The Shenandoah Valley Campaign of 1862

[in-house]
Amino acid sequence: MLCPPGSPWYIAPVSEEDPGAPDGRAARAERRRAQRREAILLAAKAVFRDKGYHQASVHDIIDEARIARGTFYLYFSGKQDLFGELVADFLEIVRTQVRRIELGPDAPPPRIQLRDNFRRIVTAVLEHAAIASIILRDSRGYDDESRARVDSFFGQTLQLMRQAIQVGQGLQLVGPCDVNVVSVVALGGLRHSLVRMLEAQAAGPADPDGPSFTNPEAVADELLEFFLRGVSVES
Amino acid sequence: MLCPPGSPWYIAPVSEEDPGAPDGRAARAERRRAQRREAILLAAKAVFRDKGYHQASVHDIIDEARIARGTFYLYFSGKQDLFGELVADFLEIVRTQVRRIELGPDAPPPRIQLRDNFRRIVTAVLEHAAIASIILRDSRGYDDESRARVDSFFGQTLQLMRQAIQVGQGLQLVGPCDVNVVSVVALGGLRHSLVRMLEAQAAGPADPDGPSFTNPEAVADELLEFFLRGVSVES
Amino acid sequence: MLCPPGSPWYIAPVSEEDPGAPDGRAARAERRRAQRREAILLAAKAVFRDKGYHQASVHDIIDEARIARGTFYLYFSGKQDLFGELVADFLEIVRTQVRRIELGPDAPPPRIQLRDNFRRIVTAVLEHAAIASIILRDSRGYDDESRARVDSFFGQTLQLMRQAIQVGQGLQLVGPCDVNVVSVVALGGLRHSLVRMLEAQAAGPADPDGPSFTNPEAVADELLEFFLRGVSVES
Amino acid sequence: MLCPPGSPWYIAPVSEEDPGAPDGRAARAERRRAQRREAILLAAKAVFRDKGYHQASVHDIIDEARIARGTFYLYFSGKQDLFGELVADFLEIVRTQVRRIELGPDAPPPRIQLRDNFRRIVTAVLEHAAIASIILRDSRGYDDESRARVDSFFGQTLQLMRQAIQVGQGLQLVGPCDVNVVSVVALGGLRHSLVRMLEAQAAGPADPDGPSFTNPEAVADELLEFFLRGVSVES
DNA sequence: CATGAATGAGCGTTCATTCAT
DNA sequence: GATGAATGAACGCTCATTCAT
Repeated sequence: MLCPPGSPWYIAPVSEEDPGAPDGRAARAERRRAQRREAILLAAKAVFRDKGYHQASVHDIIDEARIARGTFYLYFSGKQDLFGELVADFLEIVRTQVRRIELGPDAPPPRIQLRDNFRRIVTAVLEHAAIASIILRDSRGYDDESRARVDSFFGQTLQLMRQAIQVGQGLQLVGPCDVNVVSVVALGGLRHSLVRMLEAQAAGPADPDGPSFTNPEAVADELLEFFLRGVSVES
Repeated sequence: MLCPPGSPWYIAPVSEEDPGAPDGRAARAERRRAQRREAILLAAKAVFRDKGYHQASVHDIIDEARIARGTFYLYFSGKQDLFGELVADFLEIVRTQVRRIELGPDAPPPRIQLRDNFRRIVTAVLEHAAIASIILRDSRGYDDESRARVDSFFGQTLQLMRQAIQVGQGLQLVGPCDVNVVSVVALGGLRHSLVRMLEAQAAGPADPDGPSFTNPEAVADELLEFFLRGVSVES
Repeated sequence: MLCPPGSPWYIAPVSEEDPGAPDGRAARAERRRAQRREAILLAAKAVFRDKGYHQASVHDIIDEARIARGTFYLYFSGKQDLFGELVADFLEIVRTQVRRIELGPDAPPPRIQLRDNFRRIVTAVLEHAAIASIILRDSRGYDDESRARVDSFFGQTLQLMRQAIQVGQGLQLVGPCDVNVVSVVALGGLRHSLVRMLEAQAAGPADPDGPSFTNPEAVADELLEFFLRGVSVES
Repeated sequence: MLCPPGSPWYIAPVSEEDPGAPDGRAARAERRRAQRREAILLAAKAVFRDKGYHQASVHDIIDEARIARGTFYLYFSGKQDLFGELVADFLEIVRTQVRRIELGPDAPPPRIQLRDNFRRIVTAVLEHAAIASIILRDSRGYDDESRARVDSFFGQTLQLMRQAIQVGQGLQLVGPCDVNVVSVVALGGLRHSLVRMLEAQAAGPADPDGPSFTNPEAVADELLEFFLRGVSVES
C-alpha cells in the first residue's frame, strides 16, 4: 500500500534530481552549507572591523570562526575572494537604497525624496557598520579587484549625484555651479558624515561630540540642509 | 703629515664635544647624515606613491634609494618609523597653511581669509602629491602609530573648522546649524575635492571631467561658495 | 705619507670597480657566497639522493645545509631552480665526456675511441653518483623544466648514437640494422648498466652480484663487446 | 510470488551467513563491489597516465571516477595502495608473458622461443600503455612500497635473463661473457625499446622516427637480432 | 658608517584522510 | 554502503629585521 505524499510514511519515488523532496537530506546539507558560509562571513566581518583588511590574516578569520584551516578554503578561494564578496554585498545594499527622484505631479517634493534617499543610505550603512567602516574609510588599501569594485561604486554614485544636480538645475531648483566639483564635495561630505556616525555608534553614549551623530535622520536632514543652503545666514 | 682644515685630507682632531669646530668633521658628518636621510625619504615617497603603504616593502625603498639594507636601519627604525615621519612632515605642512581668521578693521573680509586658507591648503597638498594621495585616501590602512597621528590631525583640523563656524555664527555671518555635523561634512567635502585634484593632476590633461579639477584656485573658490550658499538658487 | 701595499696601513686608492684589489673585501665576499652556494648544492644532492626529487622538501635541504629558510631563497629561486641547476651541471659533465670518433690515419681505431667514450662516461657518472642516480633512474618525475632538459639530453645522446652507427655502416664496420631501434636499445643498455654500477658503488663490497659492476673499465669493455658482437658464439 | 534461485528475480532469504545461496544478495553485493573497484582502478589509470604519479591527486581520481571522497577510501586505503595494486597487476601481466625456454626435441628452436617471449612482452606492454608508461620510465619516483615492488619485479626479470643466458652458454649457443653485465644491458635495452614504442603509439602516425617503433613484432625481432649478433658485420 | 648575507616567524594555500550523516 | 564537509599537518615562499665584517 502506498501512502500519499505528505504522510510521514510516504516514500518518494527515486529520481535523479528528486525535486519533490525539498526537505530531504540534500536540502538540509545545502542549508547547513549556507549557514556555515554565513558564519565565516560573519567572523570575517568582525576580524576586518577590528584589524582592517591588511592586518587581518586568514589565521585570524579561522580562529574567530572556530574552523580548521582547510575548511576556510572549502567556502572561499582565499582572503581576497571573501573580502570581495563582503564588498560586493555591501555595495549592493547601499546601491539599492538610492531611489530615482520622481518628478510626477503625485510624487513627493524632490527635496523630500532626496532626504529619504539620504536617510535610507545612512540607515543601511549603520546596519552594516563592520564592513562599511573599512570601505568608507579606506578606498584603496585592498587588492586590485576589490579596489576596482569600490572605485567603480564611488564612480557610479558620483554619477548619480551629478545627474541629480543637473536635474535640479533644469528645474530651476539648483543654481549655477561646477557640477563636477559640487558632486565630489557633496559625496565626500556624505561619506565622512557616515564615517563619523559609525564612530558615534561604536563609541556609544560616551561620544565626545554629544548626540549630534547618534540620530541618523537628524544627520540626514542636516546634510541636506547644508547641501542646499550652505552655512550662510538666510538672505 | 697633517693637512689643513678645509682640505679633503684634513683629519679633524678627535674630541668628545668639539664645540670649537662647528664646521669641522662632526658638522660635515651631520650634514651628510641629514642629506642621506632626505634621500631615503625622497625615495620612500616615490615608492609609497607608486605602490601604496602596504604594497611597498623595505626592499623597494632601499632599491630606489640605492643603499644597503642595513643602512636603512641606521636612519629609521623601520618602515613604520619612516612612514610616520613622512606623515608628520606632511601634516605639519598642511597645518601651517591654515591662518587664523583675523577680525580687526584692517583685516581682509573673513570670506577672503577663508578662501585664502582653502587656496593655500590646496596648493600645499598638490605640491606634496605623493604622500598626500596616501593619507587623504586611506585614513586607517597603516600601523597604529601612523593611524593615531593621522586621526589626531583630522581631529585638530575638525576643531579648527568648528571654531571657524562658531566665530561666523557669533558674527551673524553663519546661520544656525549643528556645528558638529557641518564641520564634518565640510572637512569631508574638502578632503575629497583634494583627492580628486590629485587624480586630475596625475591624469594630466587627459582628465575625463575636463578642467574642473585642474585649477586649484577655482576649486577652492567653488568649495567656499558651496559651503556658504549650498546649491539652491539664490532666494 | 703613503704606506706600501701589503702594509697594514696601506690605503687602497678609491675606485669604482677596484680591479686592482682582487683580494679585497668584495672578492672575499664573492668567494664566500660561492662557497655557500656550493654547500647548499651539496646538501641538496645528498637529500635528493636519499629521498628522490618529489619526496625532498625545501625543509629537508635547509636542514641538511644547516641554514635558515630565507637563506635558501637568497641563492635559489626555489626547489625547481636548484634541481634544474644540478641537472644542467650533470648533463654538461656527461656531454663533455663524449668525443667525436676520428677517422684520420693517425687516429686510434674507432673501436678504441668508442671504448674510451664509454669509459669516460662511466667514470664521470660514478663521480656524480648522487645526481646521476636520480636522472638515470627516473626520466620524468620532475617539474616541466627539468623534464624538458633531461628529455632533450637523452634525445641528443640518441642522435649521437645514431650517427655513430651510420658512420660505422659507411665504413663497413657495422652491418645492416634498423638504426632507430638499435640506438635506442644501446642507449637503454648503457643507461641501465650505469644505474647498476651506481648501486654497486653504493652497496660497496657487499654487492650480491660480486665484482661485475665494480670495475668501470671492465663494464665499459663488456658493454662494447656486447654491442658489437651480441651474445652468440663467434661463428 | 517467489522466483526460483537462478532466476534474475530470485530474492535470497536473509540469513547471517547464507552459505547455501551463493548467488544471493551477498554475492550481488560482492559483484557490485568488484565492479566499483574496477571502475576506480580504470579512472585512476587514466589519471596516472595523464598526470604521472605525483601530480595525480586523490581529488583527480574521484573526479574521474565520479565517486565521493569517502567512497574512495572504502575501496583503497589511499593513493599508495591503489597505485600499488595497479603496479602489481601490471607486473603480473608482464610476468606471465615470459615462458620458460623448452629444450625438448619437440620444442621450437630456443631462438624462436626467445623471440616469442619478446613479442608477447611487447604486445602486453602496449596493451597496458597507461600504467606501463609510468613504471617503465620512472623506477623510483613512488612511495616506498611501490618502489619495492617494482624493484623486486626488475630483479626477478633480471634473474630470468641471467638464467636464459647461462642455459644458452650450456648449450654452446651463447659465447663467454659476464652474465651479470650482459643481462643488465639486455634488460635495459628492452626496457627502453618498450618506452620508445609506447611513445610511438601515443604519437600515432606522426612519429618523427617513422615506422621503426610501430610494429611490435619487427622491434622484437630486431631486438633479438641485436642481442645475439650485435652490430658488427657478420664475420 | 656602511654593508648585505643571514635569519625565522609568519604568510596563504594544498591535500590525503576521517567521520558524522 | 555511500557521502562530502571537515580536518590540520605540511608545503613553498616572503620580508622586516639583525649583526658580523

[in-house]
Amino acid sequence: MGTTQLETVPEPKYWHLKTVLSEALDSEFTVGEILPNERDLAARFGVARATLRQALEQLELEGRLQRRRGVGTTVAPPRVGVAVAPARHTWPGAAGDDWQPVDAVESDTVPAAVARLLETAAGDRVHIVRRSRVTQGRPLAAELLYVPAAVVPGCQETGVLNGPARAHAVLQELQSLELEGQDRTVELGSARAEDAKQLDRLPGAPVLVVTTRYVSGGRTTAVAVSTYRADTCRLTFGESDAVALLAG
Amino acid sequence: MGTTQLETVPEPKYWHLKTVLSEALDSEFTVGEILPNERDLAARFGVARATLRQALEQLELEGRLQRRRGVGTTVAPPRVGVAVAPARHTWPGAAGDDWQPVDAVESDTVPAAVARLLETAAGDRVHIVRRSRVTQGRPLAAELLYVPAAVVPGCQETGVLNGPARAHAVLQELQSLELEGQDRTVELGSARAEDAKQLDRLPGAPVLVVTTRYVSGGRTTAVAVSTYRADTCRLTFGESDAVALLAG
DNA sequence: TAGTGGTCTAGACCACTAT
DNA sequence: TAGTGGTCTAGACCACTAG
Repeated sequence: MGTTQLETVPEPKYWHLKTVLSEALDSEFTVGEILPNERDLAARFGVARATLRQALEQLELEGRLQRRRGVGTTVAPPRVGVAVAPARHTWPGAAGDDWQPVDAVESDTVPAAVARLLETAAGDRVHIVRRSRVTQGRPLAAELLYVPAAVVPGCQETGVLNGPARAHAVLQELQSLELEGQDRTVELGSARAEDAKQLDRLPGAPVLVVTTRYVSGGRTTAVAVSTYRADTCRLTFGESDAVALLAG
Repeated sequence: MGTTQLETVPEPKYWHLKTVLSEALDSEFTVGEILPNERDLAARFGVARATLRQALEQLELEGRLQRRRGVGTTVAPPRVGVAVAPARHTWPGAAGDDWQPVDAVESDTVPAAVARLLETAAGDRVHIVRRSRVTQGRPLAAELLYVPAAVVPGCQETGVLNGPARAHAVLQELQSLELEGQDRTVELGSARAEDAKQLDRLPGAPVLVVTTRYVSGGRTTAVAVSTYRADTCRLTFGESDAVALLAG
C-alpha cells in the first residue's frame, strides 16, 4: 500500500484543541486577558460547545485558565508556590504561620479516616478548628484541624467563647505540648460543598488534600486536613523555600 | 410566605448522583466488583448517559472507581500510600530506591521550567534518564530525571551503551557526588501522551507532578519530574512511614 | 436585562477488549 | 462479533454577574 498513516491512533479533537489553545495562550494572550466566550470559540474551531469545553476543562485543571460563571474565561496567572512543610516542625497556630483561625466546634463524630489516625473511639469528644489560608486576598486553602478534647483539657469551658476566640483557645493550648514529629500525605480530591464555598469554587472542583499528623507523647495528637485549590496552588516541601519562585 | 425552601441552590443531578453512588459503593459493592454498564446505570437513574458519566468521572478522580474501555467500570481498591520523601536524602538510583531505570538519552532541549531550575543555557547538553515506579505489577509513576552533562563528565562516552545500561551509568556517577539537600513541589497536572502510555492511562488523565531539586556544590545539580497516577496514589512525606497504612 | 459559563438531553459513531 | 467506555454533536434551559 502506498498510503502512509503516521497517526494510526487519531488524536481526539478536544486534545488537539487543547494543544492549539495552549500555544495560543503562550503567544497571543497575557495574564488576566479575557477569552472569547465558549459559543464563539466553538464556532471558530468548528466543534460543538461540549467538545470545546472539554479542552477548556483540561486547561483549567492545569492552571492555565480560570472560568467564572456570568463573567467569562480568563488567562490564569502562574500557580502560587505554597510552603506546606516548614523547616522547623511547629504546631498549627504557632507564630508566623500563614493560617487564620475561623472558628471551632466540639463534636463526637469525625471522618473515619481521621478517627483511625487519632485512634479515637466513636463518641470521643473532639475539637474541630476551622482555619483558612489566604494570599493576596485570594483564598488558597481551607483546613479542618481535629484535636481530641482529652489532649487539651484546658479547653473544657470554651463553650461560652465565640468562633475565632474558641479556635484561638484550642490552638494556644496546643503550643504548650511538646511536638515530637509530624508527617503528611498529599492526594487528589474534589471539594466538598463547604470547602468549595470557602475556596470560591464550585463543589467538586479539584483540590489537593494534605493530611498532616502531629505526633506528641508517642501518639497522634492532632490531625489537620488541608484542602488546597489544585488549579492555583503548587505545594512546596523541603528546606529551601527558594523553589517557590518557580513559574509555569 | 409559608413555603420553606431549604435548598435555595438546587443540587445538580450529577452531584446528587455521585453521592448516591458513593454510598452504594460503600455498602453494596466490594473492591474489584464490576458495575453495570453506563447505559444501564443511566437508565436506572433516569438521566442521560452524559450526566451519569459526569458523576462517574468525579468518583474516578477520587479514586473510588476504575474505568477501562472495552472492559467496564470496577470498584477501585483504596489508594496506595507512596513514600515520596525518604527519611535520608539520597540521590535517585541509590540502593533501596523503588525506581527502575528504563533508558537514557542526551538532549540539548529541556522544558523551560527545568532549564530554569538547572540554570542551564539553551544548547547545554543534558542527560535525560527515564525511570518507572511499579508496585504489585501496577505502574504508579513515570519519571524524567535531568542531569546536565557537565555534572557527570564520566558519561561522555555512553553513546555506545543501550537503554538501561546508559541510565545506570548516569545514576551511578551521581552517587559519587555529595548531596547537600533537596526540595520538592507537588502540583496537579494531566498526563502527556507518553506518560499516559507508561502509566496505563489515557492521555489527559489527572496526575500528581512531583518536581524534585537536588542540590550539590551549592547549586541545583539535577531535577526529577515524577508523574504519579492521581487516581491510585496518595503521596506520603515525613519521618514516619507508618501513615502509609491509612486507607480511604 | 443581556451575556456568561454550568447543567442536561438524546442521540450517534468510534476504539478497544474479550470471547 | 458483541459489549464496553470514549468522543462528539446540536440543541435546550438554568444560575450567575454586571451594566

In eight new essays, contributors to this volume explore the Shenandoah Valley campaign, best known for its role in establishing Thomas J. "Stonewall ... Show synopsis In eight new essays, contributors to this volume explore the Shenandoah Valley campaign, best known for its role in establishing Thomas J. "Stonewall" Jackson's reputation as a Confederate hero. In early 1862, Union troops under George B. McClellan had arrived within range of Richmond and threatened to take the Confederate capital. Robert E. Lee ordered Jackson to march north through the Shenandoah Valley, hoping to tie down Federal forces that might otherwise reinforce McClellan's troops. The strategy worked, and for two months the Confederates evaded and harassed their Union pursuers. Jackson's speed and audacity boosted plummeting Southern morale, and he emerged from the Valley as the Confederacy's greatest military idol. Contributors address questions of military leadership, strategy and tactics, the campaign's political and social impact, and the ways in which participants' memories of events differed from what is revealed in the historical sources. In the process, they offer valuable insights into one of the Confederacy's most famous generals, those who fought with him and against him, the campaign's larger importance in the context of the war, and the complex relationship between history and memory. Contributors include Jonathan M. Berkey, Keith S. Bohannon, Peter S. Carmichael, Gary W. Gallagher, A. Cash Koeniger, R. E. L. Krick, Robert K. Krick, and William J. Miller.